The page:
- Location - Historically in Colleton County but annexed between 1919-1924 into Bamberg County.
Highway 362 (1)
- Comment – Was once a part of Salkehatchie Plantation
- Origin of name – ?
- Other names – ?
- Current status – Plantation subdivided into 20 sections, each privately owned (1)
- ? – Earliest known date of existence
James Goodwin Sr acquired the property (1).
- ? – House built
There was a house of log construction built at Little Swamp Plantation (1).
- 1870 – James Goodwin Jr inherited the plantation from his father, James Goodwin Sr (1).
- 1916 – After the death of James Goodwin Jr, the plantation was divided into 20 sections and distributed among his children (1).
- Number of acres – 2,100
- Primary crop – Cotton and food crop items sold in Charleston (1)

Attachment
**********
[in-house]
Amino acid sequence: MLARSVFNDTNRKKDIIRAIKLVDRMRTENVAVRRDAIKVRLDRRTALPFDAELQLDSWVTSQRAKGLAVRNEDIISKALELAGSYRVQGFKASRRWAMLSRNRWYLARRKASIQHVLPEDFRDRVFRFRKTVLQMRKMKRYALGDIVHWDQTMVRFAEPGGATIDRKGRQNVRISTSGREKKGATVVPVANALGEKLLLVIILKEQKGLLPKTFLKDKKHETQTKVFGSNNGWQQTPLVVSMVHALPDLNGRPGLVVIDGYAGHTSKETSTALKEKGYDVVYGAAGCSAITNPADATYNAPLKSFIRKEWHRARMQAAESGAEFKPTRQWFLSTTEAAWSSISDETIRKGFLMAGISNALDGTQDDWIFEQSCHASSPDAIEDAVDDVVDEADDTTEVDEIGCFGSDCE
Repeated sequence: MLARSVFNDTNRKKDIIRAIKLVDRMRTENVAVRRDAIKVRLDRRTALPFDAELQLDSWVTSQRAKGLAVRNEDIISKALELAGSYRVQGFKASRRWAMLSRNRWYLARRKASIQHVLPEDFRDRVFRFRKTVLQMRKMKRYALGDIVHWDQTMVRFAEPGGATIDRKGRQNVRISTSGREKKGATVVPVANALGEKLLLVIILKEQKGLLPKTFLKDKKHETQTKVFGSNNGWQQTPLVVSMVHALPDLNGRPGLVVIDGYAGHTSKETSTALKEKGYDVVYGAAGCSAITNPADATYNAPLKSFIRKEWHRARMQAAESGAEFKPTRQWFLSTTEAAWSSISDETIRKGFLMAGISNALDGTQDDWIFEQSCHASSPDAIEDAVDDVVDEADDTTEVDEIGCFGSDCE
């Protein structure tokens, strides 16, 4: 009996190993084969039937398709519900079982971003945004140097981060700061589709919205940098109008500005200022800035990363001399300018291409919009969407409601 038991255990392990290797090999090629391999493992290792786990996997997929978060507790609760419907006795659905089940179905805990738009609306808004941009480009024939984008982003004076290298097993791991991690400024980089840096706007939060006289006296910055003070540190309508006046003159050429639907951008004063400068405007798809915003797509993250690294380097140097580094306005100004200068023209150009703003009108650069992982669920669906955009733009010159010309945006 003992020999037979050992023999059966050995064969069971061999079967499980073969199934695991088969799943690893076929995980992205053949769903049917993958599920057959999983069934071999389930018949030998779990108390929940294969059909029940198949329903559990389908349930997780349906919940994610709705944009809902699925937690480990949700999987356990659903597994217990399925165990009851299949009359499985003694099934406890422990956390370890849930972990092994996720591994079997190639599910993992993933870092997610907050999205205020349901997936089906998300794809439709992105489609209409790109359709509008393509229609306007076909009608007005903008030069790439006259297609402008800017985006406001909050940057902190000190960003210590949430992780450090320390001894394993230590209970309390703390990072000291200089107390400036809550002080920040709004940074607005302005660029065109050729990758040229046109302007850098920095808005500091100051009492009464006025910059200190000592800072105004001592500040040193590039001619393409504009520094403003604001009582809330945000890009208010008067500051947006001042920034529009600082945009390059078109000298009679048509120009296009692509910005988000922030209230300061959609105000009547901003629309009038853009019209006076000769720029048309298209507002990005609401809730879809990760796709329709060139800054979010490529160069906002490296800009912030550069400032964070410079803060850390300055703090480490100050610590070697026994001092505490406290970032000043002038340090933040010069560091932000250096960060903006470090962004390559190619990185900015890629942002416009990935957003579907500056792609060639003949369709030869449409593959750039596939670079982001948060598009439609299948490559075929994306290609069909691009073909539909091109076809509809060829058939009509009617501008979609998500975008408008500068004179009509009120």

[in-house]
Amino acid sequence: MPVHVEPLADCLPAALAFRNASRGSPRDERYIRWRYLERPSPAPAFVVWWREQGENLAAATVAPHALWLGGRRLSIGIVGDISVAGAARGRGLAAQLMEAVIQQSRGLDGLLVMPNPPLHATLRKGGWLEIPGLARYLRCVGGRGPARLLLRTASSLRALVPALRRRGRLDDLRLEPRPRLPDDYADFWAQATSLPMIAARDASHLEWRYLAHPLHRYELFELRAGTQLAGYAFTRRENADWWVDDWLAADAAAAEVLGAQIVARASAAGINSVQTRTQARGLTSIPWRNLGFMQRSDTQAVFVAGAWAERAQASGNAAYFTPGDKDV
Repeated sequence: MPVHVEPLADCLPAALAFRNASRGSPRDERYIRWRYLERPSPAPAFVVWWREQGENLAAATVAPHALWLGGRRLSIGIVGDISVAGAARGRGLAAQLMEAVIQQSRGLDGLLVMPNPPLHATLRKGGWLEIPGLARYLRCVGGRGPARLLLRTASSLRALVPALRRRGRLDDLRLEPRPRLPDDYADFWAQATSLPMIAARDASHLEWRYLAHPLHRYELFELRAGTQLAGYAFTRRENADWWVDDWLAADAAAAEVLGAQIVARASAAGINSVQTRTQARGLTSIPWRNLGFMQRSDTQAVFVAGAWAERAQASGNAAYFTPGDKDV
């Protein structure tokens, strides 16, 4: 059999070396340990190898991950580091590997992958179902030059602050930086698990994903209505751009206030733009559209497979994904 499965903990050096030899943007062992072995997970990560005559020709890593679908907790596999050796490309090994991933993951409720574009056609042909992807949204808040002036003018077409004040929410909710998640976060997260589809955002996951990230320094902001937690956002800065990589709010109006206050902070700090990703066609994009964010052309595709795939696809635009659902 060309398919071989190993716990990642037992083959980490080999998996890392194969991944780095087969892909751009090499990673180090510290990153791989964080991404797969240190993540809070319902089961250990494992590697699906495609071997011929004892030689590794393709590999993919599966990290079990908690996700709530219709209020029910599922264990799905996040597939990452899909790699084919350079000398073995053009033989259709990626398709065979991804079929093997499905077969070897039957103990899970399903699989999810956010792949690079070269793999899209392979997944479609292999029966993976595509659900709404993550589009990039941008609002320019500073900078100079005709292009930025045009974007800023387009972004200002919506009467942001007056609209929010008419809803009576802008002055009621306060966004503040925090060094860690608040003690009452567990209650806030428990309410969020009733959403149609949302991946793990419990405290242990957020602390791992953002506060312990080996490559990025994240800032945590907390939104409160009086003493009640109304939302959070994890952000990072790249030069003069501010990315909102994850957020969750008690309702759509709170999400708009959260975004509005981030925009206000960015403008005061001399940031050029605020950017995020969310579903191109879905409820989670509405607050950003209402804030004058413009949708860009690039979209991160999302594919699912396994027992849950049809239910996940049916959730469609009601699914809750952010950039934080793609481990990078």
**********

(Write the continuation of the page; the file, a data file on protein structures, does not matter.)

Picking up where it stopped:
- Number of slaves – ?
- The first slave James Goodwin Sr. purchased was named Issac. Goodwin then bought a wife for Issac named Sophia. Issac and Sophia took the surname Goodwin. The slaves worked all three of Goodwin's plantations, Little Swamp Plantation, Great Swamp Plantation, and Salkehatchie Plantation.
Issac and Sophia Goodwin are buried in the Goodwin Cemetery located off Highway 362. Other slaves, and their descendants that were sharecroppers after they were freed, are also buried in the Goodwin Cemetery, many in unmarked graves. Graves marked with headstones include:
– Jimmy Goodwin, 1819-1905
– Daniel H. Goodwin Sr, 1854-1915
– Darkis Goodwin, 1864-1914 (wife of Nelson A. Goodwin)
– Rosa Goodwin, 1869-1965
– Hattie R. Goodwin, 1893-1929
– Andrew Ripley, 1877-1892
- In 1858, James Goodwin Sr granted his slaves freedom (1).
References & Resources
- Information contributed by descendant Faye Goodwin Kerstetter from Colleton County Clerk Records, the Goodwin Reunion Book of 1968, and Mills Atlas of SC by Leroy Swindell.